5 Headlines You Won't See On Equal Pay Day
Unlike celebratory holidays like National Pet Day and National Sibling Day, today's Equal Pay Day is anything but cause for celebration, especially since some estimates show the gender wage gap will not close until year 2059.
Today, the right for fair pay for all women is part of a stark reality, where on average, women make 79 cents to every dollar a man makes. Census Bureau data indicates African-American women make 60 cents and Hispanic women make 55 cents to every dollar a man makes. And these stats are just one fact that symbolize a deeper inequity for all women.
Here are four headlines below that you won't see on Equal Pay Day, when we should be celebrating the benefits of giving fair and equal wages to all women:
1. The U.S. economy just gained more than $2 trillion dollars this year because the gender gap shrunk
According to McKinsey Global Institute study, paying women at the same rate as men would add $2.1 trillion to U.S. gross domestic product by 2025, a growth about the size of the Texas economy.
2. Women's earnings are matched penny for penny, not lost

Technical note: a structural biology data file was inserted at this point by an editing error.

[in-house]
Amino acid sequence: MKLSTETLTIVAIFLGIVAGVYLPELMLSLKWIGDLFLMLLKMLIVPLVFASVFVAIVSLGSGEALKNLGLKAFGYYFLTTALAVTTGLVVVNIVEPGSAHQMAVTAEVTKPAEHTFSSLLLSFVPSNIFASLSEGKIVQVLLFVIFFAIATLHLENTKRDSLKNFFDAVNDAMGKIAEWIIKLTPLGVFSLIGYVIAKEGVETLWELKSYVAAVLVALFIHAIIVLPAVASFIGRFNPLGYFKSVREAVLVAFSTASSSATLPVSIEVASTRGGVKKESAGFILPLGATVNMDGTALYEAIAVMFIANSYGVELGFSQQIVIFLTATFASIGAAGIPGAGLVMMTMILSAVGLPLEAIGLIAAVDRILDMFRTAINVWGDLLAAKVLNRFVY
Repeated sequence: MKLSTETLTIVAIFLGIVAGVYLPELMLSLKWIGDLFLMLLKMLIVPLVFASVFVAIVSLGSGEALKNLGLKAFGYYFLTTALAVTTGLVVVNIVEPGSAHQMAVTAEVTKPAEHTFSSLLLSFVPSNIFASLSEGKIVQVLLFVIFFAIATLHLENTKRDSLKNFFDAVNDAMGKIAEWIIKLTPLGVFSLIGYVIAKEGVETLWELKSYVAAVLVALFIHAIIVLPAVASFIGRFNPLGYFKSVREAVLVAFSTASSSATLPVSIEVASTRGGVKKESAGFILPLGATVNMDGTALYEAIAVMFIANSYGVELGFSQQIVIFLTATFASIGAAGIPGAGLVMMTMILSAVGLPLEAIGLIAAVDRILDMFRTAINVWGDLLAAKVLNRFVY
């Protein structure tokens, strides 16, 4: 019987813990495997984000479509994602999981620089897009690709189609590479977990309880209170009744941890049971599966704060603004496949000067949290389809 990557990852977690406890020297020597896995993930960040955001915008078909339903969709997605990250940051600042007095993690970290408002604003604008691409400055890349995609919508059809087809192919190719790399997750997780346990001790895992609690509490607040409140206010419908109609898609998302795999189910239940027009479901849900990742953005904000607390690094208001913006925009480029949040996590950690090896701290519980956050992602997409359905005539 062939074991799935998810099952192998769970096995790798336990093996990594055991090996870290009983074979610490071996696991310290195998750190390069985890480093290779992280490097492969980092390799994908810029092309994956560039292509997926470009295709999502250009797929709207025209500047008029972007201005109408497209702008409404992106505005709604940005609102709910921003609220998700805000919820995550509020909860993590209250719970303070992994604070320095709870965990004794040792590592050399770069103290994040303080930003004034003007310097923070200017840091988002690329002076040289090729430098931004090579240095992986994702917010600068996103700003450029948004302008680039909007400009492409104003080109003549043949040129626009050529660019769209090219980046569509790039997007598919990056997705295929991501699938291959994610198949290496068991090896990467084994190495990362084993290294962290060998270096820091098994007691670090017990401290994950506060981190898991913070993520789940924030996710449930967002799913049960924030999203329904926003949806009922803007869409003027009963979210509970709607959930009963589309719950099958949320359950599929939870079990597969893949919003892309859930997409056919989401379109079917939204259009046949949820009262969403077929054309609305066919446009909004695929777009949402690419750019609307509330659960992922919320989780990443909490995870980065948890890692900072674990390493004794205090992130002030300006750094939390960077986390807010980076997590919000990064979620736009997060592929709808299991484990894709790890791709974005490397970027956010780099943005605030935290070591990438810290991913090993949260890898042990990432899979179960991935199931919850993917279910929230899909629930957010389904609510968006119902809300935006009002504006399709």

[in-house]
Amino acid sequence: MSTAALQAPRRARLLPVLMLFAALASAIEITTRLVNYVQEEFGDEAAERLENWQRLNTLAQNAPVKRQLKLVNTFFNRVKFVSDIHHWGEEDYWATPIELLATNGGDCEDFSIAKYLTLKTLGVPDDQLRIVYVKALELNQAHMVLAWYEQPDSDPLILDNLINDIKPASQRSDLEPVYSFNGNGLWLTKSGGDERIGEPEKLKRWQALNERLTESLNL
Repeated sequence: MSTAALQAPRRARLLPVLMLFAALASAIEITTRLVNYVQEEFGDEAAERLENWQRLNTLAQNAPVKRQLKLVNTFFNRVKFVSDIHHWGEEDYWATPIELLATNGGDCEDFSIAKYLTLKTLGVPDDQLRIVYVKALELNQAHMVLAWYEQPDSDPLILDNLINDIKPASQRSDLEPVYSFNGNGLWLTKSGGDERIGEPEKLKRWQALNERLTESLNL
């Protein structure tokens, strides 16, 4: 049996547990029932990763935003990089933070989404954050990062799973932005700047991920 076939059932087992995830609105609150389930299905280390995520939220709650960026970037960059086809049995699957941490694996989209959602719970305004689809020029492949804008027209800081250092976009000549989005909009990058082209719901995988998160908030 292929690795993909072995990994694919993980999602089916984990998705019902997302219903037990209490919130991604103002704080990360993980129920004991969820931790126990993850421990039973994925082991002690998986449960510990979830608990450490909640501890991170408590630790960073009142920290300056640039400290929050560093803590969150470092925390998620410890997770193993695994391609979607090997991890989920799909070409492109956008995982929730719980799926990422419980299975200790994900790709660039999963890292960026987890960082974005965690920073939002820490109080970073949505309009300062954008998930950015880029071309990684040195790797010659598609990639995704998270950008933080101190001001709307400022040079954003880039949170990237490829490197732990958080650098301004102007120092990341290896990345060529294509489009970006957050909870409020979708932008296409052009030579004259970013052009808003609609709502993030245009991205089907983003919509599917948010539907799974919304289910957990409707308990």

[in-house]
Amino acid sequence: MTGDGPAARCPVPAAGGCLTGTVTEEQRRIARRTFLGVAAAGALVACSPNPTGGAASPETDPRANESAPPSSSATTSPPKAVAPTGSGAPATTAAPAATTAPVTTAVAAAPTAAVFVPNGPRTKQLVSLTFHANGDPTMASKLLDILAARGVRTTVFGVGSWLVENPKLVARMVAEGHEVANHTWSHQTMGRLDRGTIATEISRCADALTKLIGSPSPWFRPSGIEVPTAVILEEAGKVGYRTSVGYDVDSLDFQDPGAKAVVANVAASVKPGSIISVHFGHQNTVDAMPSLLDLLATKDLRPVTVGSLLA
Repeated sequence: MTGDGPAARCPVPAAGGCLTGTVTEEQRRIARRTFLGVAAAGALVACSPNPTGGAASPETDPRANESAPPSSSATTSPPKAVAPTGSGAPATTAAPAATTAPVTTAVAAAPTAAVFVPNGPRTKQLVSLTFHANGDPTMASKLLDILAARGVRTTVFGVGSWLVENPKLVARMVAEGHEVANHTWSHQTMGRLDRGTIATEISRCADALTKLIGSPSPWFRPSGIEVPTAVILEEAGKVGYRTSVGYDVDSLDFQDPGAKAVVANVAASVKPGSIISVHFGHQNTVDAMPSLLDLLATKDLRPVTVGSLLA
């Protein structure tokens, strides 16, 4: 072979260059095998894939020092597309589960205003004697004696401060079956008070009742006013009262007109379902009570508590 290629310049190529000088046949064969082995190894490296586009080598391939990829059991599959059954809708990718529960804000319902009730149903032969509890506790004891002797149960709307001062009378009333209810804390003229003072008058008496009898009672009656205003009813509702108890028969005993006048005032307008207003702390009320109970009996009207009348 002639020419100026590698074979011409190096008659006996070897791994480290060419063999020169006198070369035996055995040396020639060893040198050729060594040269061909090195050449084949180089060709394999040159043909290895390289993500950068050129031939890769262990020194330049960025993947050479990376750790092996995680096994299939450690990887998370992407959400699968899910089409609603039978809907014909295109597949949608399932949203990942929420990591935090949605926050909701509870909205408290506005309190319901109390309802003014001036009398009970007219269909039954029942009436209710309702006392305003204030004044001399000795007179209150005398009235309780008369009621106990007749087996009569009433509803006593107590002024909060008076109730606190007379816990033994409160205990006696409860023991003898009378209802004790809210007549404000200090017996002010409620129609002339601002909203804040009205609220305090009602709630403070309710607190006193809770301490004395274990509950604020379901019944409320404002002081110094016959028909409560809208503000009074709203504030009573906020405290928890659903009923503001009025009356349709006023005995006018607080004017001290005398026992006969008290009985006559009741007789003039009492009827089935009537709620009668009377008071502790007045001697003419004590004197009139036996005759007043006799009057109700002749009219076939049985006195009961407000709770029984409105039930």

A recent study by the National Women's Law Center (NWLC) shows the average woman can expect to lose out on nearly $500,000 in earnings over the course of her career. That number increases for African American women who lose nearly $880,000 and Latina women who lose more than $1 million over the course of their careers.
3. Poverty among working single moms falls by more than a third because of equal pay
The Institute for Women's Policy Research (IWPR) found that if women were paid at the same rate as men, poverty among working single moms would fall by a third or more in all states.
4. In 2015, there was progress in closing the U.S. gender wage gap
A report by IWPR shows change in the American gender wage gap was not only non-existent in 2015, but actually widened. According to the analysis, the ratio of women's to men's median weekly full-time earnings was 81.1 percent, reflecting a decrease of 1.4 percentage points since 2014, when the ratio was 82.5 percent.
5. For minority women and moms, Equal Pay Day no longer comes months after April 12
Equal Pay Day, or the day a woman finally earns what a man typically earned in the past year, is actually months away for minority women and moms. According to one report, if you're Latina, your Equal Pay Day is on Nov. 1. If you are an African-American woman your Equal Pay Day is Aug. 23. For Native American women the day is said to be Sept. 13. For mothers, Equal Pay Day is June 4.
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